Food-tolerant rice varieties in India and BangladeshSouth Asia


Bangladesh and India are the two most vulnerable areas to climate change in South Asia. During floods, farmers in Bangladesh and India lose up to 4 million tonnes of rice per year—enough to feed 30 million people. Submergence can affect rice crops at any stage of growth, either short-term (flash floods) or long-term (stagnant flooding).  Chances of survival are extremely low when completely submerged during the crop’s vegetative stage.  During flooding, the rice plant elongates its leaves and stems to escape submergence, but high-yielding modern varieties cannot elongate enough. If floods last for more than a few days, the rice plants expend so much energy trying to escape that they are unable to recover.

Plant breeders have discovered that a single gene, the SUB1 gene, confers resistance to submergence of up to 14 days. Scientists were able to isolate this gene, derived from an Indian rice variety, and identify the genetic code that controls submergence tolerance. The SUB1A gene activates when the plant is submerged, making it dormant and conserving its energy until the floodwater recedes. Improved varieties incorporated with the SUB1 gene have shown a yield advantage of 1–3 tons following flooding for 10–15 days. The project Stress-Tolerant Rice for Africa and South Asia (STRASA) began at the end of 2007 with the International Rice Research Institute in collaboration with AfricaRice to develop and deliver rice varieties tolerant of abiotic stresses to the millions of farmers in the unfavorable rice-growing environments. Flood-tolerant varieties that have been released through STRASA and are now being planted include Swarna Sub1 in India and Samba Mahsuri in Bangladesh.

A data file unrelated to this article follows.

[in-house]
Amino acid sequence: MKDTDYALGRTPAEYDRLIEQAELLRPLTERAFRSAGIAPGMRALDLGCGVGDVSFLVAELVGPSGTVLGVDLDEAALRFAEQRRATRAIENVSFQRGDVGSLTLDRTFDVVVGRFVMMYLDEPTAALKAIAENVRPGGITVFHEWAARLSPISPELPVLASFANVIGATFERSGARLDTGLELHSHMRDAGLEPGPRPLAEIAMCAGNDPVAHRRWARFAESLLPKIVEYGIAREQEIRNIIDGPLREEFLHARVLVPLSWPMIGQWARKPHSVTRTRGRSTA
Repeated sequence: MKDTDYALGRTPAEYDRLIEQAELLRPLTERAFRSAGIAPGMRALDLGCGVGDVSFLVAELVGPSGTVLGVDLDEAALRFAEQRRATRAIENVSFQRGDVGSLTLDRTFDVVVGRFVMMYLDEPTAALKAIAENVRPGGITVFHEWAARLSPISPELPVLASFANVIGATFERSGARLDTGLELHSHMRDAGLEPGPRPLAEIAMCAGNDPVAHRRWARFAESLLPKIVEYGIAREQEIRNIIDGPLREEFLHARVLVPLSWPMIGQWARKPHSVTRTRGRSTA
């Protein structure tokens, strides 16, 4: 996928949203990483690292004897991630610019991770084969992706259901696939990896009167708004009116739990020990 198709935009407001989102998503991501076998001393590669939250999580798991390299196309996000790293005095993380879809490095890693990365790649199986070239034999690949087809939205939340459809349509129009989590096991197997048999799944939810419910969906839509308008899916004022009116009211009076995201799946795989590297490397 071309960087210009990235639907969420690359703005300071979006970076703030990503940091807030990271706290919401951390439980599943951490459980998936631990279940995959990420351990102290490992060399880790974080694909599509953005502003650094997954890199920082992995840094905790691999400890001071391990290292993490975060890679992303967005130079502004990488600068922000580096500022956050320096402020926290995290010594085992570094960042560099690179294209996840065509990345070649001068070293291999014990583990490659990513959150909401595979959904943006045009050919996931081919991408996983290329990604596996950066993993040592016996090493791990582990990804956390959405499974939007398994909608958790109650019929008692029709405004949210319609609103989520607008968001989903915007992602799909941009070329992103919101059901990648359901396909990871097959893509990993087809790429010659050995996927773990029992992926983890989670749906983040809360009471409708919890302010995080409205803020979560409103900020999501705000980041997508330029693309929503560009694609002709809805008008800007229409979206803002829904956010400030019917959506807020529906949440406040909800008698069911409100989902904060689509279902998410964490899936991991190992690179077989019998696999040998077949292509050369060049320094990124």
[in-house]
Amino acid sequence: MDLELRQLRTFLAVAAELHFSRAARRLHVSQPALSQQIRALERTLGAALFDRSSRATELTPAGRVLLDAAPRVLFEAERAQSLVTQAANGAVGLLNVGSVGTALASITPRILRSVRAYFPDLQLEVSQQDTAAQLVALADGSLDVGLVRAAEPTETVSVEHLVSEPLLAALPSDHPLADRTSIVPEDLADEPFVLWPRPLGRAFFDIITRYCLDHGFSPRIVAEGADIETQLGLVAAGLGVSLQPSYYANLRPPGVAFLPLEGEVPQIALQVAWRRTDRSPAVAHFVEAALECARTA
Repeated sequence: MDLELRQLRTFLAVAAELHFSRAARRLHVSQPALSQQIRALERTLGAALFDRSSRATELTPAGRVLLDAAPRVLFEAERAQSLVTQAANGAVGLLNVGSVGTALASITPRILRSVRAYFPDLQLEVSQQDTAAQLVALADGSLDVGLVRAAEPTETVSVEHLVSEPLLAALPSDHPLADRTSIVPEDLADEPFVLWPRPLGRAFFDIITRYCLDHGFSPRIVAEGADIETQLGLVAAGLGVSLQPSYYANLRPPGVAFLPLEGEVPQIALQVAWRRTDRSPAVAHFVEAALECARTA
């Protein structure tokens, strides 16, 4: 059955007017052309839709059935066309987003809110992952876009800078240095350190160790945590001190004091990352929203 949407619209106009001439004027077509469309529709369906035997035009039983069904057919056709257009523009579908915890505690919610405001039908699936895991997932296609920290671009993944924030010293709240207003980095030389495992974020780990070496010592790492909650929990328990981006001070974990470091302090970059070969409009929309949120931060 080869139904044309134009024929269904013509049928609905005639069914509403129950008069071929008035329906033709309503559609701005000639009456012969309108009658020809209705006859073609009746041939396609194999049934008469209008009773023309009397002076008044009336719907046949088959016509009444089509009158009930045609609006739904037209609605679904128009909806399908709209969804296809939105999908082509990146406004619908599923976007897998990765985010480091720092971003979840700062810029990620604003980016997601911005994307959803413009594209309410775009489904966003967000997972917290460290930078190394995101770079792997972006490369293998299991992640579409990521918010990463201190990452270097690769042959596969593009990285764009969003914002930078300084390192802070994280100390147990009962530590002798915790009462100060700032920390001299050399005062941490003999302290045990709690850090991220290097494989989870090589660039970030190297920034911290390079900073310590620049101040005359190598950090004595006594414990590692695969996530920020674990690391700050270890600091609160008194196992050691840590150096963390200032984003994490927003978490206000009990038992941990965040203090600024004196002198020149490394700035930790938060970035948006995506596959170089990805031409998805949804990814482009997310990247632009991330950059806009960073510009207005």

Relationship to CSA

Aggravating floods are among the most ascertained impacts of climate change in many rice growing regions. East India and Bangladesh have been battered by several tropical cyclones in recent years. Increasing sea levels will further increase flooding risks in coastal areas and deltas. In addition to water depth, higher sea levels increase the duration of flooding which is typically the decisive feature to determine survival rate of rice plants. Flood-tolerant rice varieties are effectively the only adaptation options under such hazardous circumstances of intense flooding events. One impact assessment study showed that SUB1 can deliver both efficiency gains, through higher and less variable yields; and equity gains in disproportionately benefiting marginal, lower caste groups of farmers heavily occupying these areas.

Impact and lessons learned

Plant breeding has a long track record of improving resilience of rice production systems to climatic extremes. New approaches of (non-GMO) ‘precision breeding’ allow the introgression of specific traits into any given variety while its ‘genetic background’ remains largely intact. In turn, the new version of this variety will not need any change in cop management and also will maintain the grain quality traits. By choosing popular varieties for genetic improvement, this approach will not face any problem in farmers’ acceptability of improved seeds.

Welcometoclimate-smart agriculture 101

scroll to discover

This site is your gateway to implementing climate-smart agricultureIt will help you get started and guide you right through to implementation on the ground, connecting you with all the resources you need to dig deeper.

scroll to start

CCAFS Climate-Smart Agriculture 101

The basics

Climate-smart agriculture (CSA) is an integrative approach to address these interlinked challenges of food security and climate change, that explicitly aims for three objectives: